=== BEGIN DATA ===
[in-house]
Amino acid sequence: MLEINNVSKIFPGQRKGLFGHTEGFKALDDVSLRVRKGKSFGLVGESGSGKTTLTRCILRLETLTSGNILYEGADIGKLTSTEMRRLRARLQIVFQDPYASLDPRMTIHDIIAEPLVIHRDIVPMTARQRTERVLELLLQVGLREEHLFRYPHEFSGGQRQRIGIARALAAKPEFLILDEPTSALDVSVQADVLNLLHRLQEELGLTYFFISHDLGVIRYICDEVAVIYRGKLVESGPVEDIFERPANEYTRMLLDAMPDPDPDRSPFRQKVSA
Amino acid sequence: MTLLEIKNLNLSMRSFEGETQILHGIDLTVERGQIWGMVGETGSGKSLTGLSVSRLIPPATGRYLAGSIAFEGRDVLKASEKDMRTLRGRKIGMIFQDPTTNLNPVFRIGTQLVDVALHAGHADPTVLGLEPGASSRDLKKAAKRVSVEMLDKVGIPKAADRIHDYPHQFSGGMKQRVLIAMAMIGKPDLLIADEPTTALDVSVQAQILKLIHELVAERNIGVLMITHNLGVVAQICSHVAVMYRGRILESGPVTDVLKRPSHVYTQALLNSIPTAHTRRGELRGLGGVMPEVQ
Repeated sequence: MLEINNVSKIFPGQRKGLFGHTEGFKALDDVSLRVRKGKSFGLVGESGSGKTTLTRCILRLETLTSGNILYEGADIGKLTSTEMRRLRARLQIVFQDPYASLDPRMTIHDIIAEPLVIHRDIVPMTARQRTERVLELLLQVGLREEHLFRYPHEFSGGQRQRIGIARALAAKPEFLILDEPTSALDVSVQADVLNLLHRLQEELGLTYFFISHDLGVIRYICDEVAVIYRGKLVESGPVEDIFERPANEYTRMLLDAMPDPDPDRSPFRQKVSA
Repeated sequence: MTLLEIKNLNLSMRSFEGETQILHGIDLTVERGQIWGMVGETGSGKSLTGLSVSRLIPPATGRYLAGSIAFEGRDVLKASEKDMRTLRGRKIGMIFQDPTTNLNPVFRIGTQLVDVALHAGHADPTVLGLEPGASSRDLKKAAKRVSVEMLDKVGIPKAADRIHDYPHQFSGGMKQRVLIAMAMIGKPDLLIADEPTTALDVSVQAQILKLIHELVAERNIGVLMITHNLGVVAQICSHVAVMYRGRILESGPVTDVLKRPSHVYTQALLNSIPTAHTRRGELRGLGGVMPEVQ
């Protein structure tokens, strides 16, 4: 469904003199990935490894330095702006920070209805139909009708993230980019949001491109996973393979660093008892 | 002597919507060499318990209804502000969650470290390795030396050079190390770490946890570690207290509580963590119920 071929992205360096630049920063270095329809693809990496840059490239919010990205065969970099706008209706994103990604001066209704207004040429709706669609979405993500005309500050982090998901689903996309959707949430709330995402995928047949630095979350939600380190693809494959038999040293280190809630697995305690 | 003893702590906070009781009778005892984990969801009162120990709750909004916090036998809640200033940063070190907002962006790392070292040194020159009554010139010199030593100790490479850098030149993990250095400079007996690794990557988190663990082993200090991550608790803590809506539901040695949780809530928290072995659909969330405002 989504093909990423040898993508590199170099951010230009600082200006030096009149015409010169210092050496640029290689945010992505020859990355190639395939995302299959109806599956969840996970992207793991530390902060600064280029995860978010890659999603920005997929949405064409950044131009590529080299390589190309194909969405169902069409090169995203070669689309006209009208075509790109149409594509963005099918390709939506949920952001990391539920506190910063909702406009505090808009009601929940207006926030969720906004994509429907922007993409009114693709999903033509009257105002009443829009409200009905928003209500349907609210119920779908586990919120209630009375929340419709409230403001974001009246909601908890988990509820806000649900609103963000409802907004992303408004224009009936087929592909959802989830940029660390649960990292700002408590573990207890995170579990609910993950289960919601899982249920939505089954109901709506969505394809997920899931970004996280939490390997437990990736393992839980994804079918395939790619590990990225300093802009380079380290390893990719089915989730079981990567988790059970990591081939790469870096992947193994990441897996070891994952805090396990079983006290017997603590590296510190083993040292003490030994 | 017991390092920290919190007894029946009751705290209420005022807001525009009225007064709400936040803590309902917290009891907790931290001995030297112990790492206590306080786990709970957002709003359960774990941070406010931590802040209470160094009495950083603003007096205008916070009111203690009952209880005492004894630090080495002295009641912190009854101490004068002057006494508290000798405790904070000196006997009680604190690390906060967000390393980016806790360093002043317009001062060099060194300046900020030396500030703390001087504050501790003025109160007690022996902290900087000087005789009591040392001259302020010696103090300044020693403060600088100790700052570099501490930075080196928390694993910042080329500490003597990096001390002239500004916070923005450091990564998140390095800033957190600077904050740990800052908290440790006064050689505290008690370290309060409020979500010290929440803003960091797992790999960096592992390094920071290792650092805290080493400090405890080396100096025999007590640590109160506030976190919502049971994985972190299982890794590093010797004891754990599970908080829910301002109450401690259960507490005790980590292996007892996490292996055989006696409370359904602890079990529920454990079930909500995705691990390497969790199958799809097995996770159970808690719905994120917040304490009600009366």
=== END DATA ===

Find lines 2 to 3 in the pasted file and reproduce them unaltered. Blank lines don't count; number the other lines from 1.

Amino acid sequence: MLEINNVSKIFPGQRKGLFGHTEGFKALDDVSLRVRKGKSFGLVGESGSGKTTLTRCILRLETLTSGNILYEGADIGKLTSTEMRRLRARLQIVFQDPYASLDPRMTIHDIIAEPLVIHRDIVPMTARQRTERVLELLLQVGLREEHLFRYPHEFSGGQRQRIGIARALAAKPEFLILDEPTSALDVSVQADVLNLLHRLQEELGLTYFFISHDLGVIRYICDEVAVIYRGKLVESGPVEDIFERPANEYTRMLLDAMPDPDPDRSPFRQKVSA
Amino acid sequence: MTLLEIKNLNLSMRSFEGETQILHGIDLTVERGQIWGMVGETGSGKSLTGLSVSRLIPPATGRYLAGSIAFEGRDVLKASEKDMRTLRGRKIGMIFQDPTTNLNPVFRIGTQLVDVALHAGHADPTVLGLEPGASSRDLKKAAKRVSVEMLDKVGIPKAADRIHDYPHQFSGGMKQRVLIAMAMIGKPDLLIADEPTTALDVSVQAQILKLIHELVAERNIGVLMITHNLGVVAQICSHVAVMYRGRILESGPVTDVLKRPSHVYTQALLNSIPTAHTRRGELRGLGGVMPEVQ